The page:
By AIA Contract Documents
A surety bond is a three-party agreement between a surety, a contractor, and an owner. The surety, (typically an insurance company) promises to satisfy the contractor’s obligations if the contractor fails to perform in accordance with the construction contract. The surety’s obligations, however, are generally limited to the amount of the bond. If the surety incurs any liabilities in correcting the work or paying subcontractors and suppliers, that liability is usually recovered from the contractor pursuant to a general indemnity agreement between the contractor and the surety, which includes personal indemnities from key parties with the contractor.
Here are some of the benefits of a surety bond to owners:
The best way for a surety company to protect itself is to make sure that the contractor is going to perform its obligations in the first place. Before agreeing to provide surety credit and bonding capacity to a contractor, the surety company will require the contractor to undergo an extensive pre-qualification process. The surety company will collect information during the process, such as the past three fiscal year financial statements, current copies of any loan agreements, lines of credit, and the contractor’s current work in progress. In addition, the surety company will also request the contracting company’s and key employees’ resumes, a letter of recommendation from past projects, and other statements regarding the qualifications of the company, as well as the certificates of insurance. All of these criteria are considered in the surety’s evaluation of the contractor’s ability and quality to perform contracts within the bonding capacity. Additionally, this qualification process will occur on an on-going basis as the surety regularly evaluate the viability of the contractors they underwrite. Accordingly, when a contractor is able to provide bonds sufficient to cover a project, the owner can take some comfort that the surety has actively evaluated the contractor’s ability to adequately perform the construction contract.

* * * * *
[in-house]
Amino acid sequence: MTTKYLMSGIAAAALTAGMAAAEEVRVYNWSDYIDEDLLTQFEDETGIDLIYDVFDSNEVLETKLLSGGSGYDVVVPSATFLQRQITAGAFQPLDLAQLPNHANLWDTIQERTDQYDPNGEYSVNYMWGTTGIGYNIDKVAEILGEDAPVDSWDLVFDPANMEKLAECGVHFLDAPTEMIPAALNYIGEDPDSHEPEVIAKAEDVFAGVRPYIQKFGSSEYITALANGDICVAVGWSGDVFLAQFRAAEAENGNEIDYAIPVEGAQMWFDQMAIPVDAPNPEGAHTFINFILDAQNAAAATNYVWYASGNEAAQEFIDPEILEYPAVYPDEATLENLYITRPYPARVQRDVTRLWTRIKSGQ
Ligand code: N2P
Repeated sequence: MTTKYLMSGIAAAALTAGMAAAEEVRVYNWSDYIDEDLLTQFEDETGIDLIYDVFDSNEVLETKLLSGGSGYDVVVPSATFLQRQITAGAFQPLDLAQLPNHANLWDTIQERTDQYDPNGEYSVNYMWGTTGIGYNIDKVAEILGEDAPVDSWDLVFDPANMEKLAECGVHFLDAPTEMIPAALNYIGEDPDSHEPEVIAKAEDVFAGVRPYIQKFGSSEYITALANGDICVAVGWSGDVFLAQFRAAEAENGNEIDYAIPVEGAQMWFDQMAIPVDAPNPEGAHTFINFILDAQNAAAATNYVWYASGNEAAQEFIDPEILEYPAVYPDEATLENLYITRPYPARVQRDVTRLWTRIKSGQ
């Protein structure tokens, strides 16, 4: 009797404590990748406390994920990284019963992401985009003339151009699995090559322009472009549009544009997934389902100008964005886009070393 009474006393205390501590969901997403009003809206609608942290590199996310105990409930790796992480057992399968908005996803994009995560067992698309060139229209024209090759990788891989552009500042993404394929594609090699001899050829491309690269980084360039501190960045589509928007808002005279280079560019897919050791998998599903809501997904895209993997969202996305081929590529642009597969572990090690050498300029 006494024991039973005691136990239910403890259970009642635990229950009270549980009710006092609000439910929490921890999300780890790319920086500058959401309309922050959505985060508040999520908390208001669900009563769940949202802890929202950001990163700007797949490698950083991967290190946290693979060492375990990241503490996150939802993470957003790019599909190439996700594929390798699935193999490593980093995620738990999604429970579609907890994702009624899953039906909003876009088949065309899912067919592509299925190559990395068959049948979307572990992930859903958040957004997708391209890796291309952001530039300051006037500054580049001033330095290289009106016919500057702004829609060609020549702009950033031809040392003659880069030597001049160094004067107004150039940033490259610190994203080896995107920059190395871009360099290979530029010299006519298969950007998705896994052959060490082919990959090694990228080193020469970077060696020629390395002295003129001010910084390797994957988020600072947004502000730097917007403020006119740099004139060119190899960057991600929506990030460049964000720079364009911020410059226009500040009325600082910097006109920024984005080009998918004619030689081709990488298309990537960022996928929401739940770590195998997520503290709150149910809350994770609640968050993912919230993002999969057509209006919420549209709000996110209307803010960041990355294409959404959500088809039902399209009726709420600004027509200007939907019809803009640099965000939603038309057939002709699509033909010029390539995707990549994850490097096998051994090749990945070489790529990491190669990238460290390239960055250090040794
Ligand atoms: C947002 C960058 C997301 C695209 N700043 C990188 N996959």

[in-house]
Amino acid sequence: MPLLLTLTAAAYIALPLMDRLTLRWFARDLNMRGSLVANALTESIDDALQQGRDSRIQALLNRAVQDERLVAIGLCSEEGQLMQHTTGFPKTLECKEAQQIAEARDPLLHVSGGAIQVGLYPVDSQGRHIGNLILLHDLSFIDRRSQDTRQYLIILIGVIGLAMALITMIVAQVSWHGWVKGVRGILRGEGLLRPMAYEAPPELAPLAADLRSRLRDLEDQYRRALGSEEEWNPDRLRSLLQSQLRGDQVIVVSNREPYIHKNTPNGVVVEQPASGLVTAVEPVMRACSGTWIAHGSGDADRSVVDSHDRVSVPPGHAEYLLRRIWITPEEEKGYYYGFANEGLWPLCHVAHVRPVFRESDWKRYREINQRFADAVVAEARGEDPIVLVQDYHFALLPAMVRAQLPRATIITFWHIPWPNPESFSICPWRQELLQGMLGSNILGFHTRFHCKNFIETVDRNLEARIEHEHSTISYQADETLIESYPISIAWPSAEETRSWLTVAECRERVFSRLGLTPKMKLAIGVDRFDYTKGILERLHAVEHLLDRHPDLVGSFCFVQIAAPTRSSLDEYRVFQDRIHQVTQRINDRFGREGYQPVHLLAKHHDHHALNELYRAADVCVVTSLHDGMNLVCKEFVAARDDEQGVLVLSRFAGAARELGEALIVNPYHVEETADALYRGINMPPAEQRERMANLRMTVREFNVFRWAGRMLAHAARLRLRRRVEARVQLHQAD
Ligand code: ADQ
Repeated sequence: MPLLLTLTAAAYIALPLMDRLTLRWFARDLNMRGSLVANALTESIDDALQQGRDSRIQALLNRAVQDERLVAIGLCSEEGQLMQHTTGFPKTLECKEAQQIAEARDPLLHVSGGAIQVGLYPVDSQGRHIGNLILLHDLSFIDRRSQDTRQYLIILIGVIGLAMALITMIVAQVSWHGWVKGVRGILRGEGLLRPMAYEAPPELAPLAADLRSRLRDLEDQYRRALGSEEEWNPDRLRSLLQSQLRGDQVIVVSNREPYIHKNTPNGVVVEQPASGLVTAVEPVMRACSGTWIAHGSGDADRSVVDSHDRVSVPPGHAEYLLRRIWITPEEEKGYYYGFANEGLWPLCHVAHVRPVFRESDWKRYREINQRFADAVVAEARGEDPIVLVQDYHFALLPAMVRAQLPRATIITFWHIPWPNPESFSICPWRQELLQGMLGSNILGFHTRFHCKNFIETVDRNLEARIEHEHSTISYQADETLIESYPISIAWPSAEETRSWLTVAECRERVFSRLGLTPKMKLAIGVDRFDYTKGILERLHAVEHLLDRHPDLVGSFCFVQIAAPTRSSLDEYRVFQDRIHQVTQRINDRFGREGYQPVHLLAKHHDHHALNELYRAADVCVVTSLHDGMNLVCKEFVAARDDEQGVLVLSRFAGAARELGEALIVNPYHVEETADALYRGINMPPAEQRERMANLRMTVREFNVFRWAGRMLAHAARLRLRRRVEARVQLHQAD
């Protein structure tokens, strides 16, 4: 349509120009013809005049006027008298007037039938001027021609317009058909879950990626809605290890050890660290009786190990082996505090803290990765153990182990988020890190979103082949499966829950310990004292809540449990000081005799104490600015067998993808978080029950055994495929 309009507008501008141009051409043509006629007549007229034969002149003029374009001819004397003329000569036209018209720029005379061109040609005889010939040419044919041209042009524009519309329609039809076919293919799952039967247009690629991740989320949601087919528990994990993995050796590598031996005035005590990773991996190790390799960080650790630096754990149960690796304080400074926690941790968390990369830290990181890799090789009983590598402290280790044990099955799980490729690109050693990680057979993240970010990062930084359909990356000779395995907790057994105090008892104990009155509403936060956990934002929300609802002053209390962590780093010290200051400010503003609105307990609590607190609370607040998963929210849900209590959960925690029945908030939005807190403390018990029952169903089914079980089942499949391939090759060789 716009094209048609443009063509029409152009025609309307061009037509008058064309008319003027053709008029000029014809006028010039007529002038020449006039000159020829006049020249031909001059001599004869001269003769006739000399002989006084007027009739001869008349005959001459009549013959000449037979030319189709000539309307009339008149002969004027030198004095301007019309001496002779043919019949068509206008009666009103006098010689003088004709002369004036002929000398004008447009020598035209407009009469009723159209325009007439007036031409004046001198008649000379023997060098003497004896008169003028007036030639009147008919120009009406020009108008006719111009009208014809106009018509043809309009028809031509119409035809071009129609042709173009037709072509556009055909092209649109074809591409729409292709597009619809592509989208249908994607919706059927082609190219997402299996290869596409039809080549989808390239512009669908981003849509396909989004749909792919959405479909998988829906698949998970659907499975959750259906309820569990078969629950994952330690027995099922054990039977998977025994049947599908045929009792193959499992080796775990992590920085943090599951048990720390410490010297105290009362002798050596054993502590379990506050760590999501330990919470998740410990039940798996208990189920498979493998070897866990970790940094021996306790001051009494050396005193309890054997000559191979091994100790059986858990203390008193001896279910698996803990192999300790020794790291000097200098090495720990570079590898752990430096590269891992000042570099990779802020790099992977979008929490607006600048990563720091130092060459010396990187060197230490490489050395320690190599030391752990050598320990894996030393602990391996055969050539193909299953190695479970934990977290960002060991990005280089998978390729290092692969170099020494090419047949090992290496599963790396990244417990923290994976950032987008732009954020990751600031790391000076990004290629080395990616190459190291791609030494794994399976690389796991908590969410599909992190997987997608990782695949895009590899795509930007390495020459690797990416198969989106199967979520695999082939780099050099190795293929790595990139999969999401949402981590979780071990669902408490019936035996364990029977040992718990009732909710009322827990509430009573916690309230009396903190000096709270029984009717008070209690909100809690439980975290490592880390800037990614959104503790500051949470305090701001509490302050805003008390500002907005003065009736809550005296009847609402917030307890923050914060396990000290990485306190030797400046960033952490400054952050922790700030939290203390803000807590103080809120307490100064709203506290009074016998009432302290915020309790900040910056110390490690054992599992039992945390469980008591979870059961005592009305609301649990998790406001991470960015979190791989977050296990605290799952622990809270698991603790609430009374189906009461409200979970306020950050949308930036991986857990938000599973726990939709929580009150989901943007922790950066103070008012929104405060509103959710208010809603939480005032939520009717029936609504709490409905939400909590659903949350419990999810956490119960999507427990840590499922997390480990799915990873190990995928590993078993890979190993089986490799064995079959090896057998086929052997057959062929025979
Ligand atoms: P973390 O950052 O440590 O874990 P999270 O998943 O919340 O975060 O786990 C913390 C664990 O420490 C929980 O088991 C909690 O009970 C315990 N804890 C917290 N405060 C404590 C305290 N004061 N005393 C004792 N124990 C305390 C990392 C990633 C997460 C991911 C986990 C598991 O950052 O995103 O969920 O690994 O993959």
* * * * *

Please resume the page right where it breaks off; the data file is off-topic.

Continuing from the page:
If an owner requires a contractor to have payment and performance bonds, the surety agrees to back up the contractor if it fails to fulfill the contractual obligations, at least up to the amount of the bond.
These are the benefits to the owners that often times owners don’t even know exist on a contract and on a construction project. Often times, especially in the performance bond arena, the surety will intervene and provide assistance to the project. For example, the surety could assist the owner and the contractor to reach a conclusion that doesn’t require the owner to declare the contractor in default. In other instances and without the owner’s involvement, to avoid a problem on a project, the surety may offer the contractor additional assistance to ensure that the project is completed. In some instances, the surety may even take control of the funds that are coming into the contractor to ensure proper payment of subcontractors and even provide additional capital to a struggling contractor so they can avoid default.